Very little is known about the Sahamalaza sportive lemur (Lepilemur sahamalazensis), other than the fact it roosts during the day in rather open situations, such as tree holes, and therefore risks falling victim to predators from both the air and the ground.

Sportive lemurs are not kept in any zoo. Prior to this research virtually nothing was known about this particular species despite the fact that it has been classified as Critically Endangered, the top threat category of the International Union for Conservation of Nature‘s (IUCN) Red List of Threatened Species, at a red-listing workshop in Madagascar in July 2012. …

The lemurs of Sahamalaza National Park in northwest Madagascar are threatened by deforestation, hunting and forest fragmentation. Bristol Zoo is working to preserve the small bits of forest, roughly 200 hectares on the Sahamalaza Peninsula, that they have left which is vitally important for the continued survival of this and other lemur species.

Ape, monkey evolution discoveries in Tanzania

Artist’s impression of the newly discovered Rukwapithecus, front, and Nsungwepithecus, right (Mauricio Anton)

From Big News Network (ANI):

Oldest evidence of split between Old World monkeys and apes uncovered

Thursday 16th May, 2013

Discovery of two fossils from the East African Rift has provided new information about the evolution of primates, according to a study.

The team’s findings document the oldest fossils of two major groups of primates: the group that today includes apes and humans (hominoids), and the group that includes Old World monkeys such as baboons and macaques (cercopithecoids).

Geological analyses of the study site indicate that the finds are 25 million years old, significantly older than fossils previously documented for either of the two groups.

Both primates are new to science, and were collected from a single fossil site in the Rukwa Rift Basin of Tanzania.

Rukwapithecus fleaglei is an early hominoid represented by a mandible preserving several teeth. Nsungwepithecus gunnelli is an early cercopithecoid represented by a tooth and jaw fragment.

The primates lived during the Oligocene epoch, which lasted from 34 to 23 million years ago. For the first time, the study documents that the two lineages were already evolving separately during this geological period.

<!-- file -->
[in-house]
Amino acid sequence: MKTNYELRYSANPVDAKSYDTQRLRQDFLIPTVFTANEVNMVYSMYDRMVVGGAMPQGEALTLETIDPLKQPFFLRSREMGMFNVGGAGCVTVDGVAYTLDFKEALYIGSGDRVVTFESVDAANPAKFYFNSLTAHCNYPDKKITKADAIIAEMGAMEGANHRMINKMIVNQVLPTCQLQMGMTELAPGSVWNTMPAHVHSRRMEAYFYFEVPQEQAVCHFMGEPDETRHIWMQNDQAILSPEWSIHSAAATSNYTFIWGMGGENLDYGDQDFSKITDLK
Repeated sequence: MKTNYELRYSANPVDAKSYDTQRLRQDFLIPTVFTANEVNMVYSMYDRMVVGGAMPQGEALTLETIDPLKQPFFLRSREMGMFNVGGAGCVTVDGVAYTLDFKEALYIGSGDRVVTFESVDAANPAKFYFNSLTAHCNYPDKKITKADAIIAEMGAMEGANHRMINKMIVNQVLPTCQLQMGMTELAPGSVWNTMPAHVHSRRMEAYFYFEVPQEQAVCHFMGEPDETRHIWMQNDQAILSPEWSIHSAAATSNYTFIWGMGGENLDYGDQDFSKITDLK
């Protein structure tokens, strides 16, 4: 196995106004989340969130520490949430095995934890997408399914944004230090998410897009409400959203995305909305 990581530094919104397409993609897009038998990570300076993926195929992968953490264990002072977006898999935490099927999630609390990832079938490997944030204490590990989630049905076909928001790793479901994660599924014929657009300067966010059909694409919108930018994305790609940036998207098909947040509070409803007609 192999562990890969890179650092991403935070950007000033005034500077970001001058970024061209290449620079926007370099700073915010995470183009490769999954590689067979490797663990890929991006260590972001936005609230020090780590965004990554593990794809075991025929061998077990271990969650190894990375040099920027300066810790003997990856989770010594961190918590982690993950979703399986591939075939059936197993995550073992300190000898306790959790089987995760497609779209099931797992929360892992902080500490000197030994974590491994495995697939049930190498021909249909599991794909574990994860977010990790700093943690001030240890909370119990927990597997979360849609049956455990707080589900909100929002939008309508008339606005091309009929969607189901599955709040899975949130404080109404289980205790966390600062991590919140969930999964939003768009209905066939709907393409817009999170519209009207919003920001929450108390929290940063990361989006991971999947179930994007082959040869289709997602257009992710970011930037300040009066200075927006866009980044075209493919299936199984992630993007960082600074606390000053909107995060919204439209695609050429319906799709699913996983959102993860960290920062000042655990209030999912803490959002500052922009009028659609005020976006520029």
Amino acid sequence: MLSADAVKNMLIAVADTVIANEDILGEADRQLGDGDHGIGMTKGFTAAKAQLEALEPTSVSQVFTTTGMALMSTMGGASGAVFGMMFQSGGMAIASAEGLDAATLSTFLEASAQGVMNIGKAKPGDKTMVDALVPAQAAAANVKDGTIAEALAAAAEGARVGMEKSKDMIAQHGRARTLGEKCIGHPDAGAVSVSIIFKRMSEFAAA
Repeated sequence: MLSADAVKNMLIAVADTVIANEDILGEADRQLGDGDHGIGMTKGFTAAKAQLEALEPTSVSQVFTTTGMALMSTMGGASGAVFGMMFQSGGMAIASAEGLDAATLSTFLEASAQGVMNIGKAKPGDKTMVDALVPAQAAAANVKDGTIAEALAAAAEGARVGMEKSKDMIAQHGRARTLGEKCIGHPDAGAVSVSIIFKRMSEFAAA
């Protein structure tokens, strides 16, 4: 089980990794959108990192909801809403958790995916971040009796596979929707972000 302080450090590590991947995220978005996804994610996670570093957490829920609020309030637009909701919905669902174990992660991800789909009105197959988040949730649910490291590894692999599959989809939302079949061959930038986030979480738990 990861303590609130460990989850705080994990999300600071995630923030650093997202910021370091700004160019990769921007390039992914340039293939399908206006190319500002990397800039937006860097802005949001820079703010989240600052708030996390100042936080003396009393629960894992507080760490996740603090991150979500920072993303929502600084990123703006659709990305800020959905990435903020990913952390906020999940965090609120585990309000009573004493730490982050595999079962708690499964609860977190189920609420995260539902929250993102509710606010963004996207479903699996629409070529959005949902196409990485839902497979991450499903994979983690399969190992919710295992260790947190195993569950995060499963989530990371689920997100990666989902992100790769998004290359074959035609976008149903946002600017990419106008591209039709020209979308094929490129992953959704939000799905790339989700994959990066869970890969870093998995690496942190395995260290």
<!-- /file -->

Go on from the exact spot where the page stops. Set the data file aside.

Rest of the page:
“The late Oligocene is among the least sampled intervals in primate evolutionary history, and the Rukwa field area provides a first glimpse of the animals that were alive at that time from Africa south of the equator,” said Nancy Stevens, an associate professor of paleontology in Ohio University’s Heritage College of Osteopathic Medicine who leads the paleontological team.

Prior to these finds, the oldest fossil representatives of the hominoid and cercopithecoid lineages were recorded from the early Miocene, at sites dating millions of years younger.

The new discoveries are particularly important for helping to reconcile a long-standing disagreement between divergence time estimates derived from analyses of DNA sequences from living primates and those suggested by the primate fossil record, Stevens said.

Studies of clock-like mutations in primate DNA have indicated that the split between apes and Old World monkeys occurred between 30 million and 25 million years ago.

“Fossils from the Rukwa Rift Basin in southwestern Tanzania provide the first real test of the hypothesis that these groups diverged so early, by revealing a novel glimpse into this late Oligocene terrestrial ecosystem,” Stevens said.

The new fossils are the first primate discoveries from this precise location within the Rukwa deposits, and two of only a handful of known primate species from the entire late Oligocene, globally.

The scientists scanned the specimens in the Ohio University’s MicroCT scanner, allowing them to create detailed 3-dimensional reconstructions of the ancient specimens that were used for comparisons with other fossils.

“This is another great example that underscores how modern imaging and computational approaches allow us to address more refined questions about vertebrate evolutionary history,” said Patrick O’Connor, co-author and professor of anatomy in Ohio University’s Heritage College of Osteopathic Medicine.

The study was published online in Nature this week led by Ohio University scientists.

See also here. And here. And here.

In Tanzania, Nature Provides Unseen Value for Farmers: here.

Lemur babies born

This is a video about ring-tailed lemurs, from the BBC’s “Life” documentary series.

Amersfoort zoo in the Netherlands reports that young ring-tailed lemurs were born there recently.

Also, two young donkeys were born.

And the vultures have eggs in their nests.